VANCOUVER, Wash. — Ty Evans beckoned to sophomore linebacker Isaiah Patterson, pointing at the scoreboard as coach Steve Kizer addressed Skyview players in the emotional moments after the final horn.
The Storm had just thrashed No. 6 Union 37-7, its third consecutive win against its 4A Greater St. Helens League foe, stadium staff kept the scoreboard on with the final scoreline well after the last fans left and Evans couldn’t help but bask it in.
Skyview (6-1) dominated the line of scrimmage, capitalized on four Union turnovers and gained 424 yards of offense on Thursday night at Kiggins Bowl, putting the Storm in the driver’s seat to nab one of two playoff bids in a league that has produced three of the last four 4A state champions.
“It’s special,” senior tight end Tanner Beaman said.
Senior running back/defensive back Jaydin Knapp rushed 18 times for 149 yards and a touchdown, including a 42-yard burst in the fourth that put Skyview ahead by its winning margin.
Skyview led 20-0 at half and did not look back after halftime.
SBLive Washington podcast: What we learned in Week 7
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Here are 4 observations:
Turnovers favored the Storm
Union coughed up four of the contest’s six turnovers.
Two them came on the Titans’ first two possessions. Skyview recovered a fumble on the opening drive, less than two minutes into the game, which set up QB Niko Arriola’s one-yard touchdown run on an option keeper.
Notre Dame-bound receiver Tobias Merriweather caught a tip pass interception on the very next drive, but Skyview sophomore Jerrid Secor picked Union sophomore QB Mitch Ratigan on the next drive and returned it to the Titans’ 22-yard line, which set up a 30-yard field goal.
All in all, Union was undone by turnovers, particularly Ratigan’s three interceptions, though two were tipped passes.
But the Storm played (mostly) mistake-free and put points on the board on the majority of its possessions. Their first punt came in garbage time.
While Skyview moved the ball well throughout the night, Union’s red zone defense held the Storm to three field goals — senior kicker Fedya Henrichs-Tarasenkov was 3 for 3, hitting from 27, 30 and 20 yards.
Storm clicking into gear at the right time
Skyview picked a good week to have what coaches say was its best set of practice this season.
The Storm build on the momentum of its 35-14 drubbing at Kelso, running all over a defense that had largely kept opponents out of the end zone all year.
Now, it approaches a regular season-ending showdown at Camas (2-4) — a team that has had its number in recent years — one win away from securing the top seed heading into the postseason.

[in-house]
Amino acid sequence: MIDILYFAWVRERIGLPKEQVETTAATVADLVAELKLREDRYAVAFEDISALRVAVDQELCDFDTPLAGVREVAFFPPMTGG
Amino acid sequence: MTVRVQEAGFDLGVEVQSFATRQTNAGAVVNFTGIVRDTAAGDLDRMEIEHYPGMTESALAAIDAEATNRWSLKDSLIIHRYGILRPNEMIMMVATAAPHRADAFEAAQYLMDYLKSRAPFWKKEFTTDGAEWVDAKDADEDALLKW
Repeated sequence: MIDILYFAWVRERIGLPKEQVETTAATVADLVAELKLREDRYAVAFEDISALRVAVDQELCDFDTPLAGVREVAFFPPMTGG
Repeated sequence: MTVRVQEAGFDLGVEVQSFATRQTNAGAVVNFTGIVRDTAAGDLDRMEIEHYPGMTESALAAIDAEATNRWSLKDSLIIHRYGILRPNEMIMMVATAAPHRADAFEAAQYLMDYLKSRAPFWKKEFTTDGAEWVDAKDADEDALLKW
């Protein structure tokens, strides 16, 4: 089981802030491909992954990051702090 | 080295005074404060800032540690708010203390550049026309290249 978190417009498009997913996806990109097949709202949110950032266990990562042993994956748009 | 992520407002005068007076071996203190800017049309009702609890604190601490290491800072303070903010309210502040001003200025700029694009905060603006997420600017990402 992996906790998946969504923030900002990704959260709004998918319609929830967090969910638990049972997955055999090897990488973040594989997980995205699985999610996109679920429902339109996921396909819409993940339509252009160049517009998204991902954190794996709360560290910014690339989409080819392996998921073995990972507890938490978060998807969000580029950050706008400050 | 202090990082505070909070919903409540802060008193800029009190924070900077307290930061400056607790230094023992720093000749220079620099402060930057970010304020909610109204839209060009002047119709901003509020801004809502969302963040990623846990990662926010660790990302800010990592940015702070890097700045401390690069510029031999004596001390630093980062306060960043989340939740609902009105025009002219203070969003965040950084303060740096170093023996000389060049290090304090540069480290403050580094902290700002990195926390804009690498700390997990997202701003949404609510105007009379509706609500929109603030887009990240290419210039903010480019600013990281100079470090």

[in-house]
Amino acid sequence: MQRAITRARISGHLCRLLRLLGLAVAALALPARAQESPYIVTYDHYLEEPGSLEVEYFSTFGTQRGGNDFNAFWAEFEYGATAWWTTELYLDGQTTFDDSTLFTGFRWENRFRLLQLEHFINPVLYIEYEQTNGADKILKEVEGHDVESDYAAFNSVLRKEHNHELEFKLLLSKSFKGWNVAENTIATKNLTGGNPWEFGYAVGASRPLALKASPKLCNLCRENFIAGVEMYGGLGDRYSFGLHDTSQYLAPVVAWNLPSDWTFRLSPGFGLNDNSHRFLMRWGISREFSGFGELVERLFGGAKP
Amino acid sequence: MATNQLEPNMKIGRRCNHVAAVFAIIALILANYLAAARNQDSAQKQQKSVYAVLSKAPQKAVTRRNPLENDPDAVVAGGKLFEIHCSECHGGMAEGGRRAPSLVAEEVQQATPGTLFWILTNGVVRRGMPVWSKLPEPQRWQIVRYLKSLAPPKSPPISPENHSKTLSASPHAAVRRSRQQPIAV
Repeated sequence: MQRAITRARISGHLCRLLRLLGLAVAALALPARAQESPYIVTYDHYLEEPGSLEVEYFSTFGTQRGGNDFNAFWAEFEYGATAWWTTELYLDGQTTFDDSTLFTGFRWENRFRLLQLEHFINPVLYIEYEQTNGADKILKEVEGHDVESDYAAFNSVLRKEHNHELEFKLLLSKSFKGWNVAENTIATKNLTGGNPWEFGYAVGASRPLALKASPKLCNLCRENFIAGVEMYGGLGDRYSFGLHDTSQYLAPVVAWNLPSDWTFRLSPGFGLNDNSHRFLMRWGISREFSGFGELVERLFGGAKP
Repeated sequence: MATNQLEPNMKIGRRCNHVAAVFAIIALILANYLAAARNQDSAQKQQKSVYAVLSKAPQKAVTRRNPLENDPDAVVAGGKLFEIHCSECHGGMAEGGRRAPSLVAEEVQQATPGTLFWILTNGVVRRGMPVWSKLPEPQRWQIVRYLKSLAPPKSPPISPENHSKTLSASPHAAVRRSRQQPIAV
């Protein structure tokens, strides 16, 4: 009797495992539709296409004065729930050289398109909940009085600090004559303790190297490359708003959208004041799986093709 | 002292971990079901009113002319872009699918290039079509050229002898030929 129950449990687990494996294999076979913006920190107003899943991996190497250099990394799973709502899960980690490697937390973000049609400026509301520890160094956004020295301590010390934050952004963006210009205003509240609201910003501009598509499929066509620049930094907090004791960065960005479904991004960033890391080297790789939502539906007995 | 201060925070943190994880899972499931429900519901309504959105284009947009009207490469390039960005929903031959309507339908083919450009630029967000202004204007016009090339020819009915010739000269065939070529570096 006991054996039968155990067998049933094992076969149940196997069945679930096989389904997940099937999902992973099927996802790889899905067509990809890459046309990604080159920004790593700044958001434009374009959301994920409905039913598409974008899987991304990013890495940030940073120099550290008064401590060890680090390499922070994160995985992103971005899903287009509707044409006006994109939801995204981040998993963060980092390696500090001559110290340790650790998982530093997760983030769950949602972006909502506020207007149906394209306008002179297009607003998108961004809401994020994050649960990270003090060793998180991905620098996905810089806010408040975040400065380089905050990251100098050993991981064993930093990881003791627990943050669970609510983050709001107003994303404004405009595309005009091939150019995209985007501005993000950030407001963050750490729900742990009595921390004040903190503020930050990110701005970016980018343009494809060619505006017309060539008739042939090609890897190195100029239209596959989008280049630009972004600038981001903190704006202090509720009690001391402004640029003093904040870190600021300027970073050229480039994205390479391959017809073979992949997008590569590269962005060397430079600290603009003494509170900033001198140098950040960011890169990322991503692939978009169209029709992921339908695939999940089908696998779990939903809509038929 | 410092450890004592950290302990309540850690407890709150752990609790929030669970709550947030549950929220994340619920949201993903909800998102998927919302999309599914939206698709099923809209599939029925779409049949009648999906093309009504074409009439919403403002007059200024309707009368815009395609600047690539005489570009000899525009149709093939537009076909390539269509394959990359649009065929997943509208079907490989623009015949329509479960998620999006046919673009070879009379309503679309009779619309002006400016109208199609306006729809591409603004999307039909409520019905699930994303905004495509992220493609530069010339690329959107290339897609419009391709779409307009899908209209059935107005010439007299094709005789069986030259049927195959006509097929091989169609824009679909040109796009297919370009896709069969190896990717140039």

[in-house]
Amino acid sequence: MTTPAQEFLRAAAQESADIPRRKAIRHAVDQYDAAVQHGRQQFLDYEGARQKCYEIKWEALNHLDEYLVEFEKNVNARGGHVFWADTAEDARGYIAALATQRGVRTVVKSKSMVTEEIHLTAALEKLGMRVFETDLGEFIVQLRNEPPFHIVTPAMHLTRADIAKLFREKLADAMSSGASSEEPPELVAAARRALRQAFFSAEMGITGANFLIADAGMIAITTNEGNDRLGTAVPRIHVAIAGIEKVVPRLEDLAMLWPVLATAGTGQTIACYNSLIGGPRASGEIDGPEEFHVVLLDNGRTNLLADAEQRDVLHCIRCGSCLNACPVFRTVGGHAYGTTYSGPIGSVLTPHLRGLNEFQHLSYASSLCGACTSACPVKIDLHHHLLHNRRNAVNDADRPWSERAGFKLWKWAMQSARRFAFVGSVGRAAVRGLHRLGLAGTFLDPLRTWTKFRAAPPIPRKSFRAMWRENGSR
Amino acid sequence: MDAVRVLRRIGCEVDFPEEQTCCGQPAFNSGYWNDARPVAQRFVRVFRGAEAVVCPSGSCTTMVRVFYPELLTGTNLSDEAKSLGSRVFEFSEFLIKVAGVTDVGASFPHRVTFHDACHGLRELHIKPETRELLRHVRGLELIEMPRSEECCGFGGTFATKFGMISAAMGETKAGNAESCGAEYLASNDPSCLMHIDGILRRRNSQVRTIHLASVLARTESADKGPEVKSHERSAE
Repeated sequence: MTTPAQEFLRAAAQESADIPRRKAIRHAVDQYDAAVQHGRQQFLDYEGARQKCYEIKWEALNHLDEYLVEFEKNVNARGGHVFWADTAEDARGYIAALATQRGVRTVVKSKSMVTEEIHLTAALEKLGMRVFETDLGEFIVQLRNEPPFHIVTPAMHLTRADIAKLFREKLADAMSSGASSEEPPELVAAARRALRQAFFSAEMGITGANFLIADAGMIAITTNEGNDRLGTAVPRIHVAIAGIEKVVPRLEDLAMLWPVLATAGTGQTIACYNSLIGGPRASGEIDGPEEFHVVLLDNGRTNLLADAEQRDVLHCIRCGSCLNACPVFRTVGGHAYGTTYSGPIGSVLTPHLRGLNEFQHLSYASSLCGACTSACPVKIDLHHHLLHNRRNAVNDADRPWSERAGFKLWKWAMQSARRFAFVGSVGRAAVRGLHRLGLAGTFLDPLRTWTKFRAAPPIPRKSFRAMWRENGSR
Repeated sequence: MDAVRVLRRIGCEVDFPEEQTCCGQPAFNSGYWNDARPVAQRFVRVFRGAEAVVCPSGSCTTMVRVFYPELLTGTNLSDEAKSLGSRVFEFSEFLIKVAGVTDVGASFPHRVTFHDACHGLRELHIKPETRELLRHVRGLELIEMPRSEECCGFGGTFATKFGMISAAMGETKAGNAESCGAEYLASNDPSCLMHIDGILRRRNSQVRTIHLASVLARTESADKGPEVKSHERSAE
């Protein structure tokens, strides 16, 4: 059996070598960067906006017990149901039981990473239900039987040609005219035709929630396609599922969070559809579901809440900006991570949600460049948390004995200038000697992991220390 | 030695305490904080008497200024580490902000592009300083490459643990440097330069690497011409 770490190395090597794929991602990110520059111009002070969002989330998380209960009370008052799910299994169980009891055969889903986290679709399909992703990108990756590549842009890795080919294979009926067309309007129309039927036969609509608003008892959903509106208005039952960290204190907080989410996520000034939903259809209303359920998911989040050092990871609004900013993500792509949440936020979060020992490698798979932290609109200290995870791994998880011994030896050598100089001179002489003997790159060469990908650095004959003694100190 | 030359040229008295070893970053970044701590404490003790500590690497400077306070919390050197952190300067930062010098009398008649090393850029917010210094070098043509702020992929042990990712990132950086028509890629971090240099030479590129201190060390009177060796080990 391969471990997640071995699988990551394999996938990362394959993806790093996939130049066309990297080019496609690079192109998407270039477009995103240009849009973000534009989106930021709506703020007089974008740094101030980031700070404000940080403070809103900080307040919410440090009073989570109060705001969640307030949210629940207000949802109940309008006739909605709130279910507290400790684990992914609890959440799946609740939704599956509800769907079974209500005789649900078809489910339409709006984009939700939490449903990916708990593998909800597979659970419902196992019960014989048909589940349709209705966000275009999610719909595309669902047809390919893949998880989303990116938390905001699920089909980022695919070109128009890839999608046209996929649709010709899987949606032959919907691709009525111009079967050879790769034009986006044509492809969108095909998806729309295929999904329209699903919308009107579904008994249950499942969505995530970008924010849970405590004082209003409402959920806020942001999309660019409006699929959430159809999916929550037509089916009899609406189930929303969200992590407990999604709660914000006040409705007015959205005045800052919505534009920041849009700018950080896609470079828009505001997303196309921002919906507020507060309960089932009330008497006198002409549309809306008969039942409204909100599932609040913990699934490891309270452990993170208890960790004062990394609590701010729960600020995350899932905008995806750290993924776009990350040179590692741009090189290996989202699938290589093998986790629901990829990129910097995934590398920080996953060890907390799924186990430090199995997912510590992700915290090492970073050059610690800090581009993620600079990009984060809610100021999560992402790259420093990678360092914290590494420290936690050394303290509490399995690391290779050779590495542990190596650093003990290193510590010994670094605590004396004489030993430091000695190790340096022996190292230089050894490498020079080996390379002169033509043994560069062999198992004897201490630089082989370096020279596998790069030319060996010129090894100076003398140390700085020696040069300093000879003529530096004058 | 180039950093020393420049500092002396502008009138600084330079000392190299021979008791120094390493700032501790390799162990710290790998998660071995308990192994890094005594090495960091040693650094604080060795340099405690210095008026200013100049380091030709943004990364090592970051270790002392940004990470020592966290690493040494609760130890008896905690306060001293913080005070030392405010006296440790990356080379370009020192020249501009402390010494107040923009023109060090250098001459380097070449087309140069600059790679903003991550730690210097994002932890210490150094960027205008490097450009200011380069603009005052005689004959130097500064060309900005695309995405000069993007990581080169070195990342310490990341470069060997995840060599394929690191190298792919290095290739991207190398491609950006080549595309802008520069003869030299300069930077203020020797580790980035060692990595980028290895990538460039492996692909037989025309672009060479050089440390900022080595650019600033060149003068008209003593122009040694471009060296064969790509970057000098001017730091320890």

This year, the four 4A GSHL teams will fight for just two bids.
“We’re really coming together,” Skyview senior linebacker Gabe Martin said. “We’re firing on all cylinders. Our pass game, run game, defense. It’s all working for us. We’re rolling right now.”
Storm one step away from a league title
Skyview is one week away from winning its first outright 4A Greater St. Helens League title since 2011 — a goal its leaders have been laser-focused on since well before the season started.
The 4A GSHL has produced a state champion in 2016 (Camas), 2018 (Union) and 2019 (Camas).
Skyview would like to add its name to that list.
“We’re trying to beat Camas, and thump ‘em like this,” Martin said. “It’ll be a battle, but we’re trying to take it to them, show them we’re the best team in this area.”
Skyview is big, and can run the ball
Union’s best shot at beating the Storm, whose lone loss came to Idaho 5A power Coeur d’Alene on the road, was to try and force them to take to the air.
That’s a tall task.
Face this rendition of Skyview, and you’d better be up to the task in the trenches.
The Storm boast size and discipline on both lines, which has opened up the run game for their one-two punch of Gabe Martin (thunder) and Knapp (lightning).
The two entered the the game having rushed for a combined 914 yards and 12 touchdowns — Knapp accounting for nine of them and averaging 9.2 yards per carry.
But head coach Steve Kizer and the Storm found ways to keep Union off balance by opening up its pass game.
Arriola, a first-year starter, completed 13 of 17 passes for 181 yards with two interceptions and a 40-yard touchdown pass to Tanner Beaman. He also had two one-yard touchdown runs.
“On those plays where we’re faking run and dudes are coming down to start the run, it opens up the pass game completely,” Beaman said. “I’ve said it so many times, I believe our coaches are the best coaches in the state … their gameplan has always worked for us.”
Added Martin: “If we can run the rock and teams can’t stop that, we’ve got a good thing going.”
How does Union rebound? ‘Get back to basics’
Union was frustrated, dejected and, understandably, baffled at its showing.
Not just because its atypical of the Titans to lose
In March, on the same Kiggins Bowl turf, Union coach Rory Rosenbach addressed a dejected group that had just given up 120 yards of penalties in a loss to the Storm, one of the sloppiest games the state champion head coach has ever been a part of.
The loss cost Union an outright league title in the spring. Now, that league titles race means more than fodder between area foes.
The loss was Union’s worst since it lost to Skyview two years ago — on Oct. 11, 2019 — 30-3.
“We knew they were going to be physical, but they were more physical at every position on the field. I think we got out-coached,” Union coach Rory Rosenbach said. “It’s the second time in three years I felt like they had a really fantastic plan on both sides of the ball.”